Are you a digital native like me?
Do you want to improve your online productivity?
I practically live online and for years I spent hours down the rabbit hole of link wandering.
It was time-consuming and pedestrian but also enjoyable and somewhat rewarding in that knowledge was gained, my network expanded and ultimately my social capital grew.
I have better control of my time now and I’m still growing in the journey to balance online productivity with my overall well-being.
That is why I always invite others to join the growing digital community we are building at cmonionline.com so that we can learn and grow together.
In my long years of playing on social media I learnt that just like religion, it isn’t inherently bad or good.
Social media apps do what they are meant for and that is to connect people for engagement.
Again just like religion, it is what you bring to social media that determines its badness or goodness.
“The more you interact with a particular type of content on social media, the more likely it is that the algorithm will show you similar content in your feeds.”
However, one fact we can agree on is that social media is now the biggest time consumer of our time.
You are flooded with a deluge of information in shorts that often lead to distraction.
Consequently, your focus and deep work suffer.
When this happens, it becomes increasingly difficult to develop the requisite consistency that will bulldoze the obstacles on your path to success.
I have seen users who hitherto dwelt on banter around sociopolitical issues and small talk reinvent themselves into brands that produce valuable content. Some have gone further to build successful businesses that employ people and make good profits.
In all of the cases, I noticed that they took some time off social media to reflect and evaluate before bouncing back with a new strategy.
They replace small talk with valuable content (products/services) that offer solutions.
And that can only mean they focused more on deep work.
In his book Deep Work: Rules for Focused Success in a Distracted World, Cal Newport defines deep work as “a state of distraction-free concentration when your brain works at its maximum potential”.
How can we attain this state?
We will experiment by disappearing for 21 days.
So here we go!
- No chit-chat: I would have recommended a complete digital detox but we need to be digitally productive so the best would be to reduce online chit-chat to ZERO! No football, news, politics, etc. These small talks lead to unnecessary arguments that take up 2, 3 and 5 minutes which ultimately add up to hours. Now this is easier said than done because quitting habits especially old ones can be hard. But it can be simplified even if it won’t be easy and one good way is to replace these habits with other activities.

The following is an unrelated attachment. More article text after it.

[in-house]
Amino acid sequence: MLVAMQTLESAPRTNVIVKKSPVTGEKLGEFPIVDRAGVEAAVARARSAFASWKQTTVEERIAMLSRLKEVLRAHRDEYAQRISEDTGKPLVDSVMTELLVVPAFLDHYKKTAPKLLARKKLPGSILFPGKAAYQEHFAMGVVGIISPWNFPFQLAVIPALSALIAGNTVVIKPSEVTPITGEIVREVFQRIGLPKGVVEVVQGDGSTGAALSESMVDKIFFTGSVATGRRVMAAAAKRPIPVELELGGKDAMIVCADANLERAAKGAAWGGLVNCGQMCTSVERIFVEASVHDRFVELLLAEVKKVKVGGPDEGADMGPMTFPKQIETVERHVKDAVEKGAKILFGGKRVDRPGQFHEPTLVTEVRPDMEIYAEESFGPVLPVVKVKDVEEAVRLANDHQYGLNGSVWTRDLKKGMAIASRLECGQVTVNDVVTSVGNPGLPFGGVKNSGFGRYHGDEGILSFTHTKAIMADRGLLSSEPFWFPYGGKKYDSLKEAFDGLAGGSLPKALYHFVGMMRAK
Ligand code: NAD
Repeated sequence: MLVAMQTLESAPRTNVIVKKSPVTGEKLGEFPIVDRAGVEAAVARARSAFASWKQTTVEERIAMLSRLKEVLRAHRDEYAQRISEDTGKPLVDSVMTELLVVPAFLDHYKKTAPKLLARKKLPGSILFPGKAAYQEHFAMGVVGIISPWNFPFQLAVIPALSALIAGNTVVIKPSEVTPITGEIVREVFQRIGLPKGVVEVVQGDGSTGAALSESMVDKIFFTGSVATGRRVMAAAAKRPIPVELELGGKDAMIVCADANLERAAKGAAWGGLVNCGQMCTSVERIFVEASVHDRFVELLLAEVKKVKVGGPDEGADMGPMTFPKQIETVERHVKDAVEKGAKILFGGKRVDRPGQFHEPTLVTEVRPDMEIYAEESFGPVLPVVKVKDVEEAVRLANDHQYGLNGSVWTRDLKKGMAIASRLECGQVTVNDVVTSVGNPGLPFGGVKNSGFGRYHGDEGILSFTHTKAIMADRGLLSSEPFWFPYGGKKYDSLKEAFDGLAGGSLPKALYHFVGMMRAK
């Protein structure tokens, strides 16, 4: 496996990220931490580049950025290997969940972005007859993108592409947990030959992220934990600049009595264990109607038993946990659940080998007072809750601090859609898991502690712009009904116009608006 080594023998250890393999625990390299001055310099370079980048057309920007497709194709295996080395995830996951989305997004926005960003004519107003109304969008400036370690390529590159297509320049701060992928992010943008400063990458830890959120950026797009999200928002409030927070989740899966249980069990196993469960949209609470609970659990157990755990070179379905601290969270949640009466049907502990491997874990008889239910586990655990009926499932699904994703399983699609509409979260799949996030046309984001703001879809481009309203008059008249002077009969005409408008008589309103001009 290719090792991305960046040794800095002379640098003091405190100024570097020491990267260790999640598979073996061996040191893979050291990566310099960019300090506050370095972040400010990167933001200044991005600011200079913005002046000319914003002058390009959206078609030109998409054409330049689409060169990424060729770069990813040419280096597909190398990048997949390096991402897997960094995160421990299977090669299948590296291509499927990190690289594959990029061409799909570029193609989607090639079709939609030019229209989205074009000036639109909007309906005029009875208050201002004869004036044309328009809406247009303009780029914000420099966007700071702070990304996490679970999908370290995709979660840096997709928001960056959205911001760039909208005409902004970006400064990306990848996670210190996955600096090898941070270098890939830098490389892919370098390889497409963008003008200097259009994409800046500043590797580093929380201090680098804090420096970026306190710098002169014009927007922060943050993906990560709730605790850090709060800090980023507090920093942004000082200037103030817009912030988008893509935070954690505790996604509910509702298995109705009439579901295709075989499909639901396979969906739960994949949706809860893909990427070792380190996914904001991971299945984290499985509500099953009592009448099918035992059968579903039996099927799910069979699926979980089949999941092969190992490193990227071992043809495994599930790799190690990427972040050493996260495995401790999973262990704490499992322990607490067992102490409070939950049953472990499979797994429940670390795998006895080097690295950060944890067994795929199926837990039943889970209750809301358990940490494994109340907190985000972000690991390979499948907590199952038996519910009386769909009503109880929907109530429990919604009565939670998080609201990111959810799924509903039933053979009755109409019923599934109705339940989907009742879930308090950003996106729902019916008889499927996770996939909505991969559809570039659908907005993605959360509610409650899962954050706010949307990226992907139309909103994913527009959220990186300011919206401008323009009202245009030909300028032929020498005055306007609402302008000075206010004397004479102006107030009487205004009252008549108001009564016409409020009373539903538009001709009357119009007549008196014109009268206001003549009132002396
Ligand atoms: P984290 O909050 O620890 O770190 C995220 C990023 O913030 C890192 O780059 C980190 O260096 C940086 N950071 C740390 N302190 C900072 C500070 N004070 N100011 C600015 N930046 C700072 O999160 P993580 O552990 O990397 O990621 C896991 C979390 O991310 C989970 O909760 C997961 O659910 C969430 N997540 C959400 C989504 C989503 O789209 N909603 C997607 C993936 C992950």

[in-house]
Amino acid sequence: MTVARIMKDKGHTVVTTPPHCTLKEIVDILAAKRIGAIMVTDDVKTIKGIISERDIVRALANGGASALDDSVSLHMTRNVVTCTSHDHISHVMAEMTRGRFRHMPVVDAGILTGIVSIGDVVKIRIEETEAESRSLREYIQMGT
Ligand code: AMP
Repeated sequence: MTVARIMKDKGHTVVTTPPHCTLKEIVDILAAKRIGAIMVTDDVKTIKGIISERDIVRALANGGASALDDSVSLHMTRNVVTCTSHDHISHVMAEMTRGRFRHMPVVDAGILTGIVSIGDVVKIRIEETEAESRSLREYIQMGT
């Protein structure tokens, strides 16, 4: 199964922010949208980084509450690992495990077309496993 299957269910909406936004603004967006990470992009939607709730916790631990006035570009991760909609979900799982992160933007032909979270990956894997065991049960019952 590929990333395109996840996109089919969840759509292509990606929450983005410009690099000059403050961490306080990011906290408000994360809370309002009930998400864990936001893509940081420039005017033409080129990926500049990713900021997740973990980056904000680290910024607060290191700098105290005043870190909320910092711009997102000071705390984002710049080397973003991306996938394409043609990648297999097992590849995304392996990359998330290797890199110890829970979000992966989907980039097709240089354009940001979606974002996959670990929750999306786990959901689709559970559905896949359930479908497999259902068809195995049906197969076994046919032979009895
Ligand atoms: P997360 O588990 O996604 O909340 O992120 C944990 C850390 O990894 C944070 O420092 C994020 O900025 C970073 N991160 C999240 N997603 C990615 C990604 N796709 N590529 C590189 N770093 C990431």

- Deep work: Read, write, create and share more. If you are able to reduce small talk then you should try and focus more on the things that matter, the Most Important Tasks MITs that move you towards your goals. Early mornings work best for this. Read my post on early start here but you can choose any time that works for you.
- Rote activities: The time you save by reducing small talk cumulates into hours that can be utilised for other rote activities. They are necessary to avoid burnout and also to refill our cognitive resources. Nature walks, artist dates and talking to loved ones are great options. Watch those movies you postpone endlessly. I suggest documentaries because they manage to entertain and still inform. But other genres can do this too. Choose what works for you.
- Exercise & nutrition: Your fitness is primarily determined by two things; ingestion and exertion. Simply put, it is directly related to what you put into your body and what you do with your body. So include workouts and healthy feeding into your routine. However, always remember that moderation is key in both cases because we are not training for the Olympics. We just desire to improve our physical and mental well-being.
- Rest: Sleep a little longer than you used to. Plug in those pods, lay back on the sofa and listen to jazz/classical music for 30 minutes. Rest more. Your body deserves a good rest for optimum performance of both the mind and body.
- Routine: If you had no routine before now this is the time to develop one. If you have then that’s great, all that is needed is to adapt the 21 days. You’ll be amazed at the amount of hours available to you and you will be tempted to peep at your social media page. DON’T!!!
Use the extra hours to read, rest, create or exercise. Feedback and engagement will come after this period.
- Journal: Finally, get a notepad/diary, traditional or digital and write down your daily routine/experience. As hard as it may seem, endeavour to write some words each morning. 100, 200 or more words will do as the following 3 weeks may well prove to be a turning point. And what better way to appreciate it than to record it for possible systemisation, productisation and monetisation!
The world will not end in 21 days but you will take a huge leap towards having greater control of your time for improved productivity.
Focus is a superpower and if you can have it for 21 days, you can own it for the rest of your life.
The aim is to disregard what you can’t control (others) and concentrate on what you can change (yourself).
If you are up for this challenge, please send an email to email@example.com for further details and prices to be won.
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If you wish to emigrate or collaborate, send an email let’s work together.